Anne Bronte: for so long underestimated, from her own day to modern times. But why exactly has this remarkably talented and pioneering author been so overlooked? Anne's writing has often been compared harshly with that of Charlotte and Emily - as if living in her sisters' shadows throughout her life wasn't enough. But her reputation, literary and personal, has changed dramatically since Agnes Grey was first published in 1846. Then, shocked reviewers complained of her 'crudeness' and 'vulgarity' - words used to this day to belittle women writing about oppression. Her second and most famous work, The Tenant of Wildfell Hall, was groundbreaking in its subject matter: marital and alcohol abuse and the rights of married women. A book that refused to sweep difficult truths under the carpet. A book so ahead of its time that even her sisters weren't ready for it, Charlotte being one of its harshest critics. And yet could this even be the best of all the Bronte works? With such a contradictory life and legacy: who was Anne, really? It's time to find out.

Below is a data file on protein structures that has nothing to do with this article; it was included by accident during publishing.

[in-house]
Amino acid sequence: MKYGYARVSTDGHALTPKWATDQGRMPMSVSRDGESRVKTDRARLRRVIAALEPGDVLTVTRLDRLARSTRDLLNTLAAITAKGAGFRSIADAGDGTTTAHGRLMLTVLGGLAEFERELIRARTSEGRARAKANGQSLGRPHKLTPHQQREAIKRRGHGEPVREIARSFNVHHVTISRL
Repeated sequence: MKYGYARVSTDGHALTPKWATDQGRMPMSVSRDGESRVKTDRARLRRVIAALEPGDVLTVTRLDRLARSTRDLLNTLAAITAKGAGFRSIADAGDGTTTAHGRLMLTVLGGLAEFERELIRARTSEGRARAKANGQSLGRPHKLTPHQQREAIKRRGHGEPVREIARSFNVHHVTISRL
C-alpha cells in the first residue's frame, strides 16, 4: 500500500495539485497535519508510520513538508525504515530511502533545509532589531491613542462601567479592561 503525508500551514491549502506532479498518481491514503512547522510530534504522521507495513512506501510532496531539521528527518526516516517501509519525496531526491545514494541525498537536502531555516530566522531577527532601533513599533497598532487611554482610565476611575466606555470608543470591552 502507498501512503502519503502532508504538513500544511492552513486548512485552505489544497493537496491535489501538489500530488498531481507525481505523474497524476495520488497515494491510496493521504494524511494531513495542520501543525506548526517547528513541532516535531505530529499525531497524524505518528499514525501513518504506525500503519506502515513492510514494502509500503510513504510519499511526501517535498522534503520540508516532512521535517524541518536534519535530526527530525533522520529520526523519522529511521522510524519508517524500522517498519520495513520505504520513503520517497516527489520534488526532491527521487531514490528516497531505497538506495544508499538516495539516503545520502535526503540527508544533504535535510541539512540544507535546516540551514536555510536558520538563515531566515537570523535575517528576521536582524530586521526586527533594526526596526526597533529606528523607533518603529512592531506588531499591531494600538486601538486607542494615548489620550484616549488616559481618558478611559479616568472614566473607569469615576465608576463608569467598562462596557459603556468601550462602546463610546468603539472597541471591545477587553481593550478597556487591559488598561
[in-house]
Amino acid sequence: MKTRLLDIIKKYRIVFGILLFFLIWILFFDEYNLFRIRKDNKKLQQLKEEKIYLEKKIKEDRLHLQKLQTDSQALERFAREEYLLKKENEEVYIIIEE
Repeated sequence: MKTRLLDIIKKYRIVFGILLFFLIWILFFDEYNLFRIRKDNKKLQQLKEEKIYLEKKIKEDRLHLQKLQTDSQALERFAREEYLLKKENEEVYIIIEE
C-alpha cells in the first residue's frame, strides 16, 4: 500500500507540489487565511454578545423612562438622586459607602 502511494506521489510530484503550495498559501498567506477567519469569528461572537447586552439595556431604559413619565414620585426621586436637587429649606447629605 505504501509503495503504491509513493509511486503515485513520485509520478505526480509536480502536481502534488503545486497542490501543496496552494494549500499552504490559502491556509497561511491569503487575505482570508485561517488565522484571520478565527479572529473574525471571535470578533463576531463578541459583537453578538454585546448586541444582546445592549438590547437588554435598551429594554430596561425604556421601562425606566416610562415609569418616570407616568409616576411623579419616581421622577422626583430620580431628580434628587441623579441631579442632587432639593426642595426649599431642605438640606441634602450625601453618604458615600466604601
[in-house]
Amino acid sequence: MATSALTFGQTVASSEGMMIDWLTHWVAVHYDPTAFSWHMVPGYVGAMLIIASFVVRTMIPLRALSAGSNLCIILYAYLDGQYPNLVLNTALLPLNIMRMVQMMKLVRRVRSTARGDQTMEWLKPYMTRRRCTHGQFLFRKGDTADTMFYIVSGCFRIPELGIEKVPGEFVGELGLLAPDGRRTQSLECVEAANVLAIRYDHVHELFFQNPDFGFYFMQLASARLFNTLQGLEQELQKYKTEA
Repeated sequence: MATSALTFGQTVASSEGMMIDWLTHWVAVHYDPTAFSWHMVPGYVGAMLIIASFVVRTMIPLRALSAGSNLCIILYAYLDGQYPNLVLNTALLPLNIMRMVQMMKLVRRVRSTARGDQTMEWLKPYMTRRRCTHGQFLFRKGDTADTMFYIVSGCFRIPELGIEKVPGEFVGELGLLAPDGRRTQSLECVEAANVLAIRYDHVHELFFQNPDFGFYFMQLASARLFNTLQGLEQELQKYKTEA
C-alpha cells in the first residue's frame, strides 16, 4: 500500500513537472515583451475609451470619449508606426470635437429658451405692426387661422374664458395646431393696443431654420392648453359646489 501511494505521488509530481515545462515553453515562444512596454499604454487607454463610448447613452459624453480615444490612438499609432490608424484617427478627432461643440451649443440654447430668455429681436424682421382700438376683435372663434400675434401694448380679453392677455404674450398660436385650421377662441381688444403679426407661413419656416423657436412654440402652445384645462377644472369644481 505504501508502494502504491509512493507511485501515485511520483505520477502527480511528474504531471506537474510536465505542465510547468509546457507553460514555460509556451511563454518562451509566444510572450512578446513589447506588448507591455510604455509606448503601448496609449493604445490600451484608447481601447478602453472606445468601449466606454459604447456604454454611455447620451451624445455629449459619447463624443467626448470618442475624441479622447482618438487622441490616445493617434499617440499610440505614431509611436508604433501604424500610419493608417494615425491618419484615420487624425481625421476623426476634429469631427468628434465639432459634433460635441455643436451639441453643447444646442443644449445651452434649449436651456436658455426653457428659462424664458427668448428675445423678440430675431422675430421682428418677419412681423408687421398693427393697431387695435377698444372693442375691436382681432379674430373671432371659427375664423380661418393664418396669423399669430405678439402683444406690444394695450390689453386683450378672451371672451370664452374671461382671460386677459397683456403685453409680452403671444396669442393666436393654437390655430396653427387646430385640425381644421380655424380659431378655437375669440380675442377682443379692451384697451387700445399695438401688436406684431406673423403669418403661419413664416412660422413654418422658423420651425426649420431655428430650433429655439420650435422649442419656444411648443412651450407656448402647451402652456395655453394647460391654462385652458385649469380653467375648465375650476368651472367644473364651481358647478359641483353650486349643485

Number of pages: 224
Dimensions: 198 x 129 mm
"What pleases me most [of recent books on Anne] ... and best reveals the sources of Anne's strength, is Hay's chapter on "Anne in Nature", with its sensitive readings of her poetry and novels." Jacqueline Banerjee, Times Literary Supplement; "[Anne] is seen and shown to be ahead of her time and in this treatment, she finds an era in which her concerns, approach, philosophy and imagination ring truer than in her own ... as is not always the case with biographies, the subject is allowed to speak for herself ... well worth reading." Helen Brown, Courier; "An important contribution to Bronte studies that reinforces why Anne Bronte is such a significant Victorian writer and why her books remain relevant to contemporary culture." Claire O'Callaghan; "This is a sensitive, thoughtful, and enriching book that shines a vibrant new light on Anne Bronte calling for a radical reimagining of her work and life in the popular imagination. It does that rare thing in Bronte books of acknowledging Anne's genius without comparing her to her sisters or diminishing any of their talents and achievements ... to firmly reposition her as a revolutionary author whose voice still needs to be heard today." Dr Sophie Franklin